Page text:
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Modeling for Integrating Science and Management...

by Virginia H Dale, Keith L Kline
Publication Type
Book Chapter
Publication Date
Page Numbers
209 to 237
Publisher Name
Cambridge University Press
Publisher Location
Cambridge, Maryland, United States of America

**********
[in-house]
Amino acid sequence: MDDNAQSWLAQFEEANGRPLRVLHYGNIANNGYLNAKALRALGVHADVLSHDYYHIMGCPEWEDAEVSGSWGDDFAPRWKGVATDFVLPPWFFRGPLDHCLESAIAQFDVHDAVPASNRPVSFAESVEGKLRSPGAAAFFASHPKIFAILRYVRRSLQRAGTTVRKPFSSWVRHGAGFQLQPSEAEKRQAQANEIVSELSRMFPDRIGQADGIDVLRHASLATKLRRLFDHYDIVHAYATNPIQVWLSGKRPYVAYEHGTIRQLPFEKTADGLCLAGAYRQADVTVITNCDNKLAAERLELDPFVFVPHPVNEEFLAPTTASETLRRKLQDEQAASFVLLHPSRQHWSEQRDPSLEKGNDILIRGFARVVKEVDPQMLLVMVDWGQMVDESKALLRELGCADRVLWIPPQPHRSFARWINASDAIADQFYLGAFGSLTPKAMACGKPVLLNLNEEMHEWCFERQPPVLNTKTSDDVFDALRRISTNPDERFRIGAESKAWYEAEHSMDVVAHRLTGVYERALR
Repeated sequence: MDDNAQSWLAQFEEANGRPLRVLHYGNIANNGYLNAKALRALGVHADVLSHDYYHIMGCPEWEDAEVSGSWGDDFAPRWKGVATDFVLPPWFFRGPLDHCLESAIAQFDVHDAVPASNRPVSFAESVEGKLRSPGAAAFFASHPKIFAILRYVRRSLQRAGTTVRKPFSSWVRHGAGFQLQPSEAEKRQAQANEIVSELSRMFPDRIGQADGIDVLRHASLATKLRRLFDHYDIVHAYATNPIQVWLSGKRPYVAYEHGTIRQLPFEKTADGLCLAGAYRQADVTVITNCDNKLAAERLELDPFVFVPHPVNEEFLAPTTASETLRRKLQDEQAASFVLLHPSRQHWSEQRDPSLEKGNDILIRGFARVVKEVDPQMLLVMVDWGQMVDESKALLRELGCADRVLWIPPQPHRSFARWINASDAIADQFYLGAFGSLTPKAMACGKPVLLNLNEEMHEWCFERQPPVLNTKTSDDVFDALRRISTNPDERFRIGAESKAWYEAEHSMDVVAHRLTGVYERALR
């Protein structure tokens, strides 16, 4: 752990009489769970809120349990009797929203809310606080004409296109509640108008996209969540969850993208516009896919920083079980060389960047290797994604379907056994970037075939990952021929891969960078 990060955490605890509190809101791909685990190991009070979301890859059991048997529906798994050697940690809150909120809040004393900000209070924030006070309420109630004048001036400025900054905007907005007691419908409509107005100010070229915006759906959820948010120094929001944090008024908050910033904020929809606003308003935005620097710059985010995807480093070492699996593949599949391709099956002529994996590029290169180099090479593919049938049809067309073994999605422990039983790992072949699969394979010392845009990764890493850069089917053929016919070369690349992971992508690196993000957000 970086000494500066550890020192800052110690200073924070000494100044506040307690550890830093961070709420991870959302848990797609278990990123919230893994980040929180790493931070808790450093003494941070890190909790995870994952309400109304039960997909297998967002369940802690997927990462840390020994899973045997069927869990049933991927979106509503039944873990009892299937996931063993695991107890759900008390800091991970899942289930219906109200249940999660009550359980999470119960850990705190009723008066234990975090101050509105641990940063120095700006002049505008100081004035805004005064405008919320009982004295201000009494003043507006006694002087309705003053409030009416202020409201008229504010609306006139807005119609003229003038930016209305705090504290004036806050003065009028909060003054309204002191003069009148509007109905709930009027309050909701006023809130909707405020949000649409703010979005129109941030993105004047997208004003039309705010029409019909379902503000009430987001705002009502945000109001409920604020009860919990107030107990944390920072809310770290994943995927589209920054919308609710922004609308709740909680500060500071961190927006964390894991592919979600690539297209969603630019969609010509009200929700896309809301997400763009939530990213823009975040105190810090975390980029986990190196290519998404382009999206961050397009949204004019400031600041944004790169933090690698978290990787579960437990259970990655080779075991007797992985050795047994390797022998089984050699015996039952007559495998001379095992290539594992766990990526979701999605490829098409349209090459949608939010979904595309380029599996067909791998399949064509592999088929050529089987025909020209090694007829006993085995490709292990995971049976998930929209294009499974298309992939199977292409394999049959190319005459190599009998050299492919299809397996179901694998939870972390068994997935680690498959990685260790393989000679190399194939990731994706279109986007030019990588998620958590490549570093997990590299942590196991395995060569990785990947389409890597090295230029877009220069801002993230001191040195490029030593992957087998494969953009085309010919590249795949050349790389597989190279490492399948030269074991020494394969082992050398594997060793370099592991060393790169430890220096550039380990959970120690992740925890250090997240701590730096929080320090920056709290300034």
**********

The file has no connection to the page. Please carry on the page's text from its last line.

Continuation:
Modeling relationships between land-management practices and resulting changes in carbon, nitrogen, albedo, and other factors is complex. Even so, such modeling can be used to integrate scientific knowledge and provide a bridge between scientific understanding and policy. Yet, too often decision makers have a poor understanding of the underlying models and thus may misinterpret the implications. More often, decision makers diminish model results as fictitious, for they do not recognize the validity or extent of the underlying science. Decision makers should understand that the modeling process (1) involves formalizing hypotheses concerning relationships among components of human, biophysical, and ecological systems and (2) fosters exploration of implications of those hypotheses. To be most helpful for decision making, developing a model requires documentation of the model components and implications including all assumptions, input and output variables, and methods used to calibrate and validate the model as well as to identify sensitivities and uncertainties. There is no one modeling approach that meets the diverse needs of decision makers regarding land and carbon issues. As with all scientific explorations, new learning typically results in improved understanding, new questions, and revised hypotheses about the way the system works. Decision makers need to realize that models cannot provide specific predictions any more than models are to be believed. Instead, modeling enhances understanding of a system by requiring a formal statement of what is known and not known. The advantages and cautionary principles involved in using models for decision making are discussed. Because land change is a local or regional process and many questions about the effect of these changes are at the global scale, there are still gaps in modeling land change and its effects. The chapter concludes with opportunities to improve modeling of land change and the carbon cycle so that the scientific understanding and information on these issues is presented in a way that is more useful to decision makers.